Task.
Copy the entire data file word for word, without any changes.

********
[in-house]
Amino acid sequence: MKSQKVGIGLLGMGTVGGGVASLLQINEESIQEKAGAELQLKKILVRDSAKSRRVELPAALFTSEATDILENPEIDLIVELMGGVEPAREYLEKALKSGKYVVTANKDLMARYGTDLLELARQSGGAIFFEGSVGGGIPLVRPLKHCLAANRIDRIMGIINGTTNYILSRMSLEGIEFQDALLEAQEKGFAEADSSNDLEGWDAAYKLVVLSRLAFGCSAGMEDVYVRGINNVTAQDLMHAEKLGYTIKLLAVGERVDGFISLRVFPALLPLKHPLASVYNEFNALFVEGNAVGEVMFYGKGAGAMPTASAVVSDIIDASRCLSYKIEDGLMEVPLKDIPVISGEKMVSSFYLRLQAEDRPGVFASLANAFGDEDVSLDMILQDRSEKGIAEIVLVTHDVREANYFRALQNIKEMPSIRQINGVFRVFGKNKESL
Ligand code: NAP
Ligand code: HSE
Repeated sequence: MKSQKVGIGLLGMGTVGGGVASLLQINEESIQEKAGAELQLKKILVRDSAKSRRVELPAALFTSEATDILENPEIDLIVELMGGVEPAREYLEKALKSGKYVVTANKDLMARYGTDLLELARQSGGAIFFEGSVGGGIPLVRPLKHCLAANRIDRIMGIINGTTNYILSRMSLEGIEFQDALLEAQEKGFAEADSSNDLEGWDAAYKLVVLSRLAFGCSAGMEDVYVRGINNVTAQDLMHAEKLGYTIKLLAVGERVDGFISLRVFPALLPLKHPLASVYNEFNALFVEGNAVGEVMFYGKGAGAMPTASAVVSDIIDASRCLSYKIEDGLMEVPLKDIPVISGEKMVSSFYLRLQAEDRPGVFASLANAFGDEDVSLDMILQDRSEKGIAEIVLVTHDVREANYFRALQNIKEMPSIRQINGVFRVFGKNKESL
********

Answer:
[in-house]
Amino acid sequence: MKSQKVGIGLLGMGTVGGGVASLLQINEESIQEKAGAELQLKKILVRDSAKSRRVELPAALFTSEATDILENPEIDLIVELMGGVEPAREYLEKALKSGKYVVTANKDLMARYGTDLLELARQSGGAIFFEGSVGGGIPLVRPLKHCLAANRIDRIMGIINGTTNYILSRMSLEGIEFQDALLEAQEKGFAEADSSNDLEGWDAAYKLVVLSRLAFGCSAGMEDVYVRGINNVTAQDLMHAEKLGYTIKLLAVGERVDGFISLRVFPALLPLKHPLASVYNEFNALFVEGNAVGEVMFYGKGAGAMPTASAVVSDIIDASRCLSYKIEDGLMEVPLKDIPVISGEKMVSSFYLRLQAEDRPGVFASLANAFGDEDVSLDMILQDRSEKGIAEIVLVTHDVREANYFRALQNIKEMPSIRQINGVFRVFGKNKESL
Ligand code: NAP
Ligand code: HSE
Repeated sequence: MKSQKVGIGLLGMGTVGGGVASLLQINEESIQEKAGAELQLKKILVRDSAKSRRVELPAALFTSEATDILENPEIDLIVELMGGVEPAREYLEKALKSGKYVVTANKDLMARYGTDLLELARQSGGAIFFEGSVGGGIPLVRPLKHCLAANRIDRIMGIINGTTNYILSRMSLEGIEFQDALLEAQEKGFAEADSSNDLEGWDAAYKLVVLSRLAFGCSAGMEDVYVRGINNVTAQDLMHAEKLGYTIKLLAVGERVDGFISLRVFPALLPLKHPLASVYNEFNALFVEGNAVGEVMFYGKGAGAMPTASAVVSDIIDASRCLSYKIEDGLMEVPLKDIPVISGEKMVSSFYLRLQAEDRPGVFASLANAFGDEDVSLDMILQDRSEKGIAEIVLVTHDVREANYFRALQNIKEMPSIRQINGVFRVFGKNKESL